Paradise Lost

A true-crime parody that's a fictional documentary about a feminist cult that goes off the rails. Crave has just released its new original series—and we do mean original


On New Year’s Day, Crave released New Eden (Peacock Alley Entertainment), its second original comedy series. Following on the phenomenal success of its first original series, Letterkenny, Bell is betting on the creator-writer-star formula that’s worked so well for Jared Keeso’s show. This time around, the creator-writer-stars are Kayla Lorette and Evany Rosen. While both have a handful of acting and writing credits for TV (from Picnicface to Baroness von Sketch Show), this is their first time as showrunners.

From one perspective, their show is the latest in a growing lineup of female-helmed comedies whose creators also star—Workin’ Moms and Baroness Von Sketch are two Canadian examples.

But don’t come to New Eden looking for a sitcom. Or sketch comedy. Or even a mockumentary. What you will find in New Eden is something both unique in structure and ambitious in execution: a true-crime parody that chronicles, through (faux) archival footage, the rise and fall of a would-be feminist utopia and its two wayward leaders-turned-convicts over a three-decade period.

If strong, original voices are now the name of the game—and they are, according to Sarah Fowlie, Bell Media’s director of original programming— then New Eden is more than ready to play.


“One of the buzzwords in TV right now is ‘POV,’ and that isn’t how it used to be,” says Fowlie. “Comedy used to try to appeal to the largest audience possible. POV allows for friction, and comedy needs that. I am really drawn to original voices, which is why I loved New Eden so much from the beginning.”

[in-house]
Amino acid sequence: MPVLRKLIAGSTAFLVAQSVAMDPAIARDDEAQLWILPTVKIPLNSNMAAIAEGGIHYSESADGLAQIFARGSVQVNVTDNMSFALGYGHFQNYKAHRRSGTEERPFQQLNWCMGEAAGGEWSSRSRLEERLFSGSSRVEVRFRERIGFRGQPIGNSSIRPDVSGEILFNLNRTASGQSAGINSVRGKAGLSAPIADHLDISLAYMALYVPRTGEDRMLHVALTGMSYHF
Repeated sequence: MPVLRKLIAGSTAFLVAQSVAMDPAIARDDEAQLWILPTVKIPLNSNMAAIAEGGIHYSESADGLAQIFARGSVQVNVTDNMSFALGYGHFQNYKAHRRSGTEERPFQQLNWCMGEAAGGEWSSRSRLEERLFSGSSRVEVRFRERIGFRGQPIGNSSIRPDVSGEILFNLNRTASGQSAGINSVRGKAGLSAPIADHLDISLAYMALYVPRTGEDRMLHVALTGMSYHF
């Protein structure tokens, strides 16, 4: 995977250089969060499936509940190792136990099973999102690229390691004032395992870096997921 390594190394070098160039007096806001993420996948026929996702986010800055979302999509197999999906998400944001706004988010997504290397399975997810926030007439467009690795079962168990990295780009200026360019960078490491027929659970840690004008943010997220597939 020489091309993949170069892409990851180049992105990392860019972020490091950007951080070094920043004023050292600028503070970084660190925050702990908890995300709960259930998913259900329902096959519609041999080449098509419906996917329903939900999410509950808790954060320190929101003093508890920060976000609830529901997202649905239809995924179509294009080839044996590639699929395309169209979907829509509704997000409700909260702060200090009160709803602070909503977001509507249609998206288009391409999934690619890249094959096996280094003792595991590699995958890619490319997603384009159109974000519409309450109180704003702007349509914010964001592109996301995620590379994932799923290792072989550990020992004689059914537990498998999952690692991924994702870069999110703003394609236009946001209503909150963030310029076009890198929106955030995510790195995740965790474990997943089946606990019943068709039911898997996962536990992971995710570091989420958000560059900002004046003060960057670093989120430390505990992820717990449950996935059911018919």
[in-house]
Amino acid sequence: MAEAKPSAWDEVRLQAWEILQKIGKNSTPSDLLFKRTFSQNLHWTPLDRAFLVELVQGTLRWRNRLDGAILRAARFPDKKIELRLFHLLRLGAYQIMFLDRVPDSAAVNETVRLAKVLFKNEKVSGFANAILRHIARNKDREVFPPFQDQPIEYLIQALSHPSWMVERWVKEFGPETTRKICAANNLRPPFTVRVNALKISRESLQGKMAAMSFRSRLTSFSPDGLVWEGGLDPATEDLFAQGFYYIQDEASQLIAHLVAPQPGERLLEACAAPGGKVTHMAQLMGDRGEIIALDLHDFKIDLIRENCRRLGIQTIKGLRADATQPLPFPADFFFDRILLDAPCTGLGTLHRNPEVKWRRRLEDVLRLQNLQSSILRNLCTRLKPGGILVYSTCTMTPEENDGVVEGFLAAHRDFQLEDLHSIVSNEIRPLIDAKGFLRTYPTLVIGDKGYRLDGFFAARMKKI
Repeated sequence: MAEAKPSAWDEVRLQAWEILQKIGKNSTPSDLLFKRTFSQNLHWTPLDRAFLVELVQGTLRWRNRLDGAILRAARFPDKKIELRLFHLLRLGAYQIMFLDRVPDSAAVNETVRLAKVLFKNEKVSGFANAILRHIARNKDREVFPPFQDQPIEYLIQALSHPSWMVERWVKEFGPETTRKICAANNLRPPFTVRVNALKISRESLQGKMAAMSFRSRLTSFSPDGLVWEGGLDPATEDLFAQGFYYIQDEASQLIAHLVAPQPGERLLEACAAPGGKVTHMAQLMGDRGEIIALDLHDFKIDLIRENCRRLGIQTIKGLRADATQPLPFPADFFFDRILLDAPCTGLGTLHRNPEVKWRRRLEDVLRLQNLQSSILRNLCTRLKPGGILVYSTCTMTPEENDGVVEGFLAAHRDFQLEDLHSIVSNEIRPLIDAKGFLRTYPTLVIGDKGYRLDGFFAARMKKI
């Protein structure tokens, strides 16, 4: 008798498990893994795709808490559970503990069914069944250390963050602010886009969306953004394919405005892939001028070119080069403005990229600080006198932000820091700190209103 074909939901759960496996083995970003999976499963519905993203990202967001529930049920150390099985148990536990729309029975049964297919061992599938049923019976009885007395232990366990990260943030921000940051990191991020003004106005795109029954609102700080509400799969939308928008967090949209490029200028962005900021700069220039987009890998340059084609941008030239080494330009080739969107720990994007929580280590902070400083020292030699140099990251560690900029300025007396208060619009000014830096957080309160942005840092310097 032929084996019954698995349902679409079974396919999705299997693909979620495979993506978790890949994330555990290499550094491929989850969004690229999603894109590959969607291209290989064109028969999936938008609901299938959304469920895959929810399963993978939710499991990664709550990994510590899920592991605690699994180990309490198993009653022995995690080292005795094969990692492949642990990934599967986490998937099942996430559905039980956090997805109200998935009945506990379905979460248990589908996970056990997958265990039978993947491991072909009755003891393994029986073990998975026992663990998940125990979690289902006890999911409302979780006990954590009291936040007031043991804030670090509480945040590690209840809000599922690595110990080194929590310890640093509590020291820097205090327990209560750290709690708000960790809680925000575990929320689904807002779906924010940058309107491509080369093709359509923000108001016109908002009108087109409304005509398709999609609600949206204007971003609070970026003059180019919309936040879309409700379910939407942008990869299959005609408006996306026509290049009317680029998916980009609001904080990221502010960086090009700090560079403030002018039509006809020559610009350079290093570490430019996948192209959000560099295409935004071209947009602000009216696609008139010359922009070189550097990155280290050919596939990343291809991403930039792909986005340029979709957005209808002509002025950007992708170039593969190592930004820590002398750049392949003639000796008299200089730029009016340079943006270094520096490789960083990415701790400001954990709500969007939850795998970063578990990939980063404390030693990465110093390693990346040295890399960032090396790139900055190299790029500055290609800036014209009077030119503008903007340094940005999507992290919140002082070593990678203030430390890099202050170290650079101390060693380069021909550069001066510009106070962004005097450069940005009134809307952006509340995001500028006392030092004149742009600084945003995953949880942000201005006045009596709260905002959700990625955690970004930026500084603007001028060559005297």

Besides compelling, complex female leads and an “ironclad vision” (to quote the show’s executive producer, Carrie Mudd), New Eden also happens to check a few other “trending now” boxes.

“True crime seems to be on every channel’s mandate list these days. And cults are hot,” Mudd chuckles. “We hope those two things will draw people to this. Fans of true crime will really get that payoff with the storytelling, which is so spectacularly smart and absurd. Most important, these two women, Kayla and Evany—it’s their voice.”

The creators’ mutual love of absurdity and strong (if criminal) female characters is the driving force behind New Eden. “We wanted to create something where the women weren’t always the victims of something horrifying—where they could be the perpetrators of something horrifying,” laughs Lorette. “And still be funny, of course.”

Rosen and Lorette first discovered their shared fascination with powerful but ridiculous female characters while performing in their two-woman improv show Network Notes, which ran at Toronto’s Bad Dog Theatre in 2015. They played a pair of big-haired network execs offering harsh and unhelpful criticism to creatives.

“What was fun about those two characters was that they had so much power over these artists who were pitching show ideas to them,” says Lorette. “They were so high status, but also the most foolish people on stage. Everyone’s afraid of them, but they’re saying nonsense. And that was a dynamic and a character space that we immediately loved so much.”